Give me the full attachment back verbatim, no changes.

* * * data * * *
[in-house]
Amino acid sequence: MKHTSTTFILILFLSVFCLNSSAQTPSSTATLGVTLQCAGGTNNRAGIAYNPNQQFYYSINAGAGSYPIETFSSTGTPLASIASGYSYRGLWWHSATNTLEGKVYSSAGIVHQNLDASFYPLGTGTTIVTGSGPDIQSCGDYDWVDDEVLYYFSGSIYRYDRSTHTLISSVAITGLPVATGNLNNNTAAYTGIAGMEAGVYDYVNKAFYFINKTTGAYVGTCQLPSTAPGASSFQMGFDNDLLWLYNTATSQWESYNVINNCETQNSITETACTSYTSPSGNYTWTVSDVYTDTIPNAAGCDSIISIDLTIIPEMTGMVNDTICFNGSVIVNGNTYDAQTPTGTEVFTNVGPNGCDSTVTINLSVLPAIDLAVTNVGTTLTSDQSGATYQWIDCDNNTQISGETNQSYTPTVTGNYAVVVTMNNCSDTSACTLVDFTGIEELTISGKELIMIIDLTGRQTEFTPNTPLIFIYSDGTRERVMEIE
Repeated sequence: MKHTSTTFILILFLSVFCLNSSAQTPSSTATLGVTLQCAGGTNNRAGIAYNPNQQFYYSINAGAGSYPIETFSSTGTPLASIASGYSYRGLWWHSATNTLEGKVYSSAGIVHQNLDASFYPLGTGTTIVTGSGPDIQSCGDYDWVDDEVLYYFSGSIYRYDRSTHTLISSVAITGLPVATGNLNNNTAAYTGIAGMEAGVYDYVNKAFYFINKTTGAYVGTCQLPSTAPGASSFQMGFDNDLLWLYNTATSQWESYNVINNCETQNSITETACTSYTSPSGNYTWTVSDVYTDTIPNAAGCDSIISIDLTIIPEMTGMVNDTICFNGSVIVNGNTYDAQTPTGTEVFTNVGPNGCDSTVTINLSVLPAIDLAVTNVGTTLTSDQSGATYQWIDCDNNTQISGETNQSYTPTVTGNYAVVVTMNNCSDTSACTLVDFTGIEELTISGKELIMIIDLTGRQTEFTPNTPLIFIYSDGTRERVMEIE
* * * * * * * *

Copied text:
[in-house]
Amino acid sequence: MKHTSTTFILILFLSVFCLNSSAQTPSSTATLGVTLQCAGGTNNRAGIAYNPNQQFYYSINAGAGSYPIETFSSTGTPLASIASGYSYRGLWWHSATNTLEGKVYSSAGIVHQNLDASFYPLGTGTTIVTGSGPDIQSCGDYDWVDDEVLYYFSGSIYRYDRSTHTLISSVAITGLPVATGNLNNNTAAYTGIAGMEAGVYDYVNKAFYFINKTTGAYVGTCQLPSTAPGASSFQMGFDNDLLWLYNTATSQWESYNVINNCETQNSITETACTSYTSPSGNYTWTVSDVYTDTIPNAAGCDSIISIDLTIIPEMTGMVNDTICFNGSVIVNGNTYDAQTPTGTEVFTNVGPNGCDSTVTINLSVLPAIDLAVTNVGTTLTSDQSGATYQWIDCDNNTQISGETNQSYTPTVTGNYAVVVTMNNCSDTSACTLVDFTGIEELTISGKELIMIIDLTGRQTEFTPNTPLIFIYSDGTRERVMEIE
Repeated sequence: MKHTSTTFILILFLSVFCLNSSAQTPSSTATLGVTLQCAGGTNNRAGIAYNPNQQFYYSINAGAGSYPIETFSSTGTPLASIASGYSYRGLWWHSATNTLEGKVYSSAGIVHQNLDASFYPLGTGTTIVTGSGPDIQSCGDYDWVDDEVLYYFSGSIYRYDRSTHTLISSVAITGLPVATGNLNNNTAAYTGIAGMEAGVYDYVNKAFYFINKTTGAYVGTCQLPSTAPGASSFQMGFDNDLLWLYNTATSQWESYNVINNCETQNSITETACTSYTSPSGNYTWTVSDVYTDTIPNAAGCDSIISIDLTIIPEMTGMVNDTICFNGSVIVNGNTYDAQTPTGTEVFTNVGPNGCDSTVTINLSVLPAIDLAVTNVGTTLTSDQSGATYQWIDCDNNTQISGETNQSYTPTVTGNYAVVVTMNNCSDTSACTLVDFTGIEELTISGKELIMIIDLTGRQTEFTPNTPLIFIYSDGTRERVMEIE